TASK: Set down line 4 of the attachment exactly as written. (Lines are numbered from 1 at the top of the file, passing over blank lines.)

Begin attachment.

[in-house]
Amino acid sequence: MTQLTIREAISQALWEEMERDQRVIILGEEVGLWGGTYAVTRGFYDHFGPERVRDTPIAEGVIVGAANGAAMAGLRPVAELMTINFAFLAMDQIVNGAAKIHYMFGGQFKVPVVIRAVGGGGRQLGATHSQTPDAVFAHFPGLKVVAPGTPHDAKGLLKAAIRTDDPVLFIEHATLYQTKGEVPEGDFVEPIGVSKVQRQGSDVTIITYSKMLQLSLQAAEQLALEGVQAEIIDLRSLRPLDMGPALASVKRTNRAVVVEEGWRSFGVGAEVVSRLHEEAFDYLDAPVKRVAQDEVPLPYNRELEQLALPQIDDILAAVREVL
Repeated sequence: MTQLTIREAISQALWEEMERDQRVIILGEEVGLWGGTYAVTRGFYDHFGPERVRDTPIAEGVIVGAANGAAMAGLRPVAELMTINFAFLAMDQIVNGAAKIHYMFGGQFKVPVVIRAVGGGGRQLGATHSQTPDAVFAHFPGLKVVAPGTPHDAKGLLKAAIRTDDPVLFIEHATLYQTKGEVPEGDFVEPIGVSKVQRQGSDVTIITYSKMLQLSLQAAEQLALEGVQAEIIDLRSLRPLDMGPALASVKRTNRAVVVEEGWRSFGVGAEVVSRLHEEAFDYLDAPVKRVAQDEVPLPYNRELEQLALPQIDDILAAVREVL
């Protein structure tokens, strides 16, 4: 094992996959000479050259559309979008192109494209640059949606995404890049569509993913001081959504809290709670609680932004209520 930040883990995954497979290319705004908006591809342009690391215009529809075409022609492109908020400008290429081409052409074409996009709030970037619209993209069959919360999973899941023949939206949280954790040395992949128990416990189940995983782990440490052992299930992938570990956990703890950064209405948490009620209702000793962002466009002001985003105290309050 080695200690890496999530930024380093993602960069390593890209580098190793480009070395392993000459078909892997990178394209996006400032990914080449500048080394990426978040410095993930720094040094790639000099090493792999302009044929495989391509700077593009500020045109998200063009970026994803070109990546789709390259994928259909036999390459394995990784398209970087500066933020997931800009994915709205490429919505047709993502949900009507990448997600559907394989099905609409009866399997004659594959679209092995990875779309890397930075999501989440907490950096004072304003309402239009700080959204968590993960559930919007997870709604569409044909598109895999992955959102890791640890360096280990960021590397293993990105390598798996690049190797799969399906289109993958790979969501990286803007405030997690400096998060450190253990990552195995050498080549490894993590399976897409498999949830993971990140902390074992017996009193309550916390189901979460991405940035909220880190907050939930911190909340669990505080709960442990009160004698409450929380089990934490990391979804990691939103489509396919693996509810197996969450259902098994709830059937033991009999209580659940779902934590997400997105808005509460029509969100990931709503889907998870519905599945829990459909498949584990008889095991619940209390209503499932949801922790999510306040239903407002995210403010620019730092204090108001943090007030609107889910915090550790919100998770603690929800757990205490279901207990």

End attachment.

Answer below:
């Protein structure tokens, strides 16, 4: 094992996959000479050259559309979008192109494209640059949606995404890049569509993913001081959504809290709670609680932004209520 930040883990995954497979290319705004908006591809342009690391215009529809075409022609492109908020400008290429081409052409074409996009709030970037619209993209069959919360999973899941023949939206949280954790040395992949128990416990189940995983782990440490052992299930992938570990956990703890950064209405948490009620209702000793962002466009002001985003105290309050 080695200690890496999530930024380093993602960069390593890209580098190793480009070395392993000459078909892997990178394209996006400032990914080449500048080394990426978040410095993930720094040094790639000099090493792999302009044929495989391509700077593009500020045109998200063009970026994803070109990546789709390259994928259909036999390459394995990784398209970087500066933020997931800009994915709205490429919505047709993502949900009507990448997600559907394989099905609409009866399997004659594959679209092995990875779309890397930075999501989440907490950096004072304003309402239009700080959204968590993960559930919007997870709604569409044909598109895999992955959102890791640890360096280990960021590397293993990105390598798996690049190797799969399906289109993958790979969501990286803007405030997690400096998060450190253990990552195995050498080549490894993590399976897409498999949830993971990140902390074992017996009193309550916390189901979460991405940035909220880190907050939930911190909340669990505080709960442990009160004698409450929380089990934490990391979804990691939103489509396919693996509810197996969450259902098994709830059937033991009999209580659940779902934590997400997105808005509460029509969100990931709503889907998870519905599945829990459909498949584990008889095991619940209390209503499932949801922790999510306040239903407002995210403010620019730092204090108001943090007030609107889910915090550790919100998770603690929800757990205490279901207990």